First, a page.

The Wizard festival drew us in this year, with the word of mouth on the festival, along with a strong line up, creating a buzz that proved irresistible.
This was our first time at The Wizard and so with a buzz of excitement, and with e the tones of Celtallica in the background, we set off. We were impressed. The simple parking and one way system, accompanied with the closeness to the site created a hassle free entrance and a secure but polite security check.
Last year experiences of the muddy first day had obviously scarred some, but this year Friday was bright and rain free, life was good.
The site had a simple lay out lacking the eccentricities, some might say complexities, of Belladrum or recent changes to Rockness There were three music stages of which two were tents a line of eateries with a good social space in between scattered with benches and tables, at one corner a few stalls and the Wee Wizards tent with associated inflatables and carnival rides.
We did spend time getting used to the price of the lanyard, at a despicable 45p, it is absolutely disgusting how little they charge.
The main stage was nestled in the tradition show ground arena which had a couple of benefits, it did appeared that the compacted ground resisted the muddiness of other festivals and then there were the stands that allowed the opportunity for respite, from the weather and from standing, quite a luxury indeed.
The Banshee tent saw our first visit of the day and a Fife double bill in Crayons and Tango in the Attic. We were glad to see Crayons and that their precocious pretensions held strong however it was the second Fife band that really stole our attention. Tango in the Attic provided a strong contrast, despite struggling with the sounds system in the tent (they were not the only ones). The up beat summer tunes, boasting a well recognised similarity to Vampire Weekend provided the perfect start to our festival.
Jon Fratelli and his band saw our first trip to the main stage, and we were disarmed by the cleaner styling (haircut and a shave!) of Jon, this did not affect the overall tone of the lad anthems. The hits flew in , as did the beer, with a spattering of new material, resulting in a set leaving us with a real need to book our tickets for their Ironworks appearance( details here).
It was at this point that we had a date with a fairy, no really. Story telling beckoned for invernessGiGs JR, it seemed only fair. Despite being the only child there, the fairy took her time to tell the story with amazing passion and enthusiasm. (Pauline’s website is here ). It did highlight the commitment of the festival to retain it’s child friendly status. Other activities included light house building (complete with light house crèche) and circus skills.
Carrying on the momentum the the Fratteli, GUN’s appearance proved somewhat of a surprise (as the appearance the week before at B-Fest had been). With a big stonking rock sound, amazingly contemporary considering their hiatus. There was a real sense that the latest episode of GUN’s history will bring much more success.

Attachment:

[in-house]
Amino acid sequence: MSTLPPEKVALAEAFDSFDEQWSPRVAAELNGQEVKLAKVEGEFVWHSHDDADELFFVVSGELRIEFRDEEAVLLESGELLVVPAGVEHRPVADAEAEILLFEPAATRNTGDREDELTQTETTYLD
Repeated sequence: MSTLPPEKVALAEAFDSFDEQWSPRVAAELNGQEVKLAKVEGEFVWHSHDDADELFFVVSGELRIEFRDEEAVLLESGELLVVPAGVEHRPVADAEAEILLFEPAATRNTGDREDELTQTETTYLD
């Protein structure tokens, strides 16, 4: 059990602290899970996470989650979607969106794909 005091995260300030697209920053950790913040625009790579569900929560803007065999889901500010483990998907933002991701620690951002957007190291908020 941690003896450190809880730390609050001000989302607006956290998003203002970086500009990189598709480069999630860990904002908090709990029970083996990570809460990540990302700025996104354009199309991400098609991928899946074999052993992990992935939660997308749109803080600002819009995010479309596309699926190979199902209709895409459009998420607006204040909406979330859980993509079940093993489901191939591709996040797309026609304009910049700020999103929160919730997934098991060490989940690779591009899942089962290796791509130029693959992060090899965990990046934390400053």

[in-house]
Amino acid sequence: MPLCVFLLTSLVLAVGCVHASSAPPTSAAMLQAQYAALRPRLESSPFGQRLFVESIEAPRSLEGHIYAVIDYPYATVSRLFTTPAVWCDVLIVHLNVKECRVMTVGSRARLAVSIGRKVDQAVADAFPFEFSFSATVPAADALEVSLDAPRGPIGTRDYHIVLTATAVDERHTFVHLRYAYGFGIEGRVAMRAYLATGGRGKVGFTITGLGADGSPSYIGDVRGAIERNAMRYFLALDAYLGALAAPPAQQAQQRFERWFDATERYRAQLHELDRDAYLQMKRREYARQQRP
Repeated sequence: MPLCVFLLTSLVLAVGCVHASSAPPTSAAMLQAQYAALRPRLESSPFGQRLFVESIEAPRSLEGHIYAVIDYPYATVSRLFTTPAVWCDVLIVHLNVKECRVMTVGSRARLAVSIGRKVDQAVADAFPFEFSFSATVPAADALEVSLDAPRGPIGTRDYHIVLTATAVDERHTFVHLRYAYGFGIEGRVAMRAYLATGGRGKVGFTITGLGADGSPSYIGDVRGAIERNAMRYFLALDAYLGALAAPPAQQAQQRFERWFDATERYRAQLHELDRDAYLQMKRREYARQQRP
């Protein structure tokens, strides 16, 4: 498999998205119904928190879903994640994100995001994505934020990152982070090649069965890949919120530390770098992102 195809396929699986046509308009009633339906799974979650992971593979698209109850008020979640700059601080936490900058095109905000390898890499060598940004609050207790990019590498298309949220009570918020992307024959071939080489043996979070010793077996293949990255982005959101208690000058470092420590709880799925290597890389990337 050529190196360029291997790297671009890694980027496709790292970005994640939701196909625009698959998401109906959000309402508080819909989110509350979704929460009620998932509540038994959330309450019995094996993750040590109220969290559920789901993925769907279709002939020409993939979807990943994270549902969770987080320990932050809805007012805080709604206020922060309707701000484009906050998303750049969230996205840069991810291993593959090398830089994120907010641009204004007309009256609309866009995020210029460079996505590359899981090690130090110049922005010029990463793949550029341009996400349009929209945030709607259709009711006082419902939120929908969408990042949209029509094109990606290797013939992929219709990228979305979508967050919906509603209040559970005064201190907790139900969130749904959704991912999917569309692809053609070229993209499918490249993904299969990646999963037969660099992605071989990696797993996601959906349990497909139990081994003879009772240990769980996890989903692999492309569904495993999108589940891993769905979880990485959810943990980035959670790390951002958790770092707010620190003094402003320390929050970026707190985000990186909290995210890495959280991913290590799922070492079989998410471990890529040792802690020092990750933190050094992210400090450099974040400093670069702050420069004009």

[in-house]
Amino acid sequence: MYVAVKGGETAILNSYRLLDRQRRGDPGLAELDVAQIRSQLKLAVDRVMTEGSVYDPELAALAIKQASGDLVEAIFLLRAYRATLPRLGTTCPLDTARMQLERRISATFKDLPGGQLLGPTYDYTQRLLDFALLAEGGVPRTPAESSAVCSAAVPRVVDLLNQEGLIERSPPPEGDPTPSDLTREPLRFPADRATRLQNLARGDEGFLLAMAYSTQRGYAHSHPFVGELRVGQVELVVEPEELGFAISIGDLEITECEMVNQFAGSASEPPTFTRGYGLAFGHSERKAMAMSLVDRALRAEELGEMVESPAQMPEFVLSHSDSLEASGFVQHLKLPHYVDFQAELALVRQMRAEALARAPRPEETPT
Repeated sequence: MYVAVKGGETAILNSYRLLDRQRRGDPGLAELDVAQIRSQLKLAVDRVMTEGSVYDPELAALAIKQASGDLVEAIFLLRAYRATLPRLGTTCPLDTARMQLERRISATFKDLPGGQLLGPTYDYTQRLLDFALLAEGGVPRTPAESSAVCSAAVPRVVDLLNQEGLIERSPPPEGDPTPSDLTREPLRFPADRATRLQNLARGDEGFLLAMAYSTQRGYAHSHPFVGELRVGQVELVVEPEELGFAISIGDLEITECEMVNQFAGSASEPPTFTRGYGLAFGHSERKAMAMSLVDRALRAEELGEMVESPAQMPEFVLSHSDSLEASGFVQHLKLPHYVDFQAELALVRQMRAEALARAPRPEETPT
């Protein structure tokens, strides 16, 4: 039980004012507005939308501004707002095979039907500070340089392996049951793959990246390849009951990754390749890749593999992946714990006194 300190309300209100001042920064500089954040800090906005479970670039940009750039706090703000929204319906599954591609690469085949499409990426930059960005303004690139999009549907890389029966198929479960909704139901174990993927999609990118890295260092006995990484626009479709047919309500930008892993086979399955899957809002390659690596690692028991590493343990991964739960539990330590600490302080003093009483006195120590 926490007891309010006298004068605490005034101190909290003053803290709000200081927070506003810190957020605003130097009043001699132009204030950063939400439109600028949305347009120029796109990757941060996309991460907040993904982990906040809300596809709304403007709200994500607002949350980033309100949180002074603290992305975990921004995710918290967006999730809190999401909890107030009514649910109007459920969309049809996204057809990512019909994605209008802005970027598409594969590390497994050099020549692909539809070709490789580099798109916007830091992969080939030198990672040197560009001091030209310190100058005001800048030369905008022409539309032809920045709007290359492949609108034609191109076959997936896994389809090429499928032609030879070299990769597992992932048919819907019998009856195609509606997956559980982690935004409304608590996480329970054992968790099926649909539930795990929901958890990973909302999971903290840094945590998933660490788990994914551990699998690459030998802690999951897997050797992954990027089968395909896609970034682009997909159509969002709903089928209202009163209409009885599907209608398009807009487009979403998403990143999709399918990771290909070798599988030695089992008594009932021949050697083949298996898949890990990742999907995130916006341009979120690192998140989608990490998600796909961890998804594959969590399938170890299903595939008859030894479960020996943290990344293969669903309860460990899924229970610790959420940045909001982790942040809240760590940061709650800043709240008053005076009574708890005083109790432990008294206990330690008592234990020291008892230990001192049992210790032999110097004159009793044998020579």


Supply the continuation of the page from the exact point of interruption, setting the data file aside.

Now at invernessGiGs we have real issues with The Magic Numbers, whose blandness we never really understood, a decent main stage audience gathered, we avoided.
We sought solace in the Banshee Stage, where there was a shift from the predominant indie basis to the local Johnny Cash tribute that Hard Cash & The Folsom Four. The tent was busy and the audience was keen to show it’s appreciation.
Headliners for the night were The Stranglers: composed, professional and ultimately entertainers bring a smile to the crowd on asking “Does any one know where we are, because we don’t have a clue”. Tongue in cheek maybe, maybe not. The hit laced set bounced from song to song as the band have from genre to genre.
A great way to end the evening, but we still had one stop left… a return to the Banshee to see our good friends, Rhythmnreel. A smaller than expected crowd were bouncing away conducted , with as much control as the pied piper had over his rats. These guys work hard and if they say bounce you say how high.
On reflection of the day as a whole, we made a few observations as we made our way to bed:
- Trying to figure out what separates The Wizard from Belladrum took a bit of doing but our reckoning is that The Wizard is a music festival with music at it’s core and we reckon that the organisers do their very best to get the best acts they can for the three stages. Whereas Belladrum is a music festival with the festival, and it’s varied nuances, being at it’s heart.
- The site was either very spaced out or the festival felt very quiet on the Friday, we wondered what it would have been like if it had a settling in night, similar to most other festivals.
- The Wizard could do little more to cater for families and the little ‘uns.
With an anxiety about the weather we looked forward to Saturday.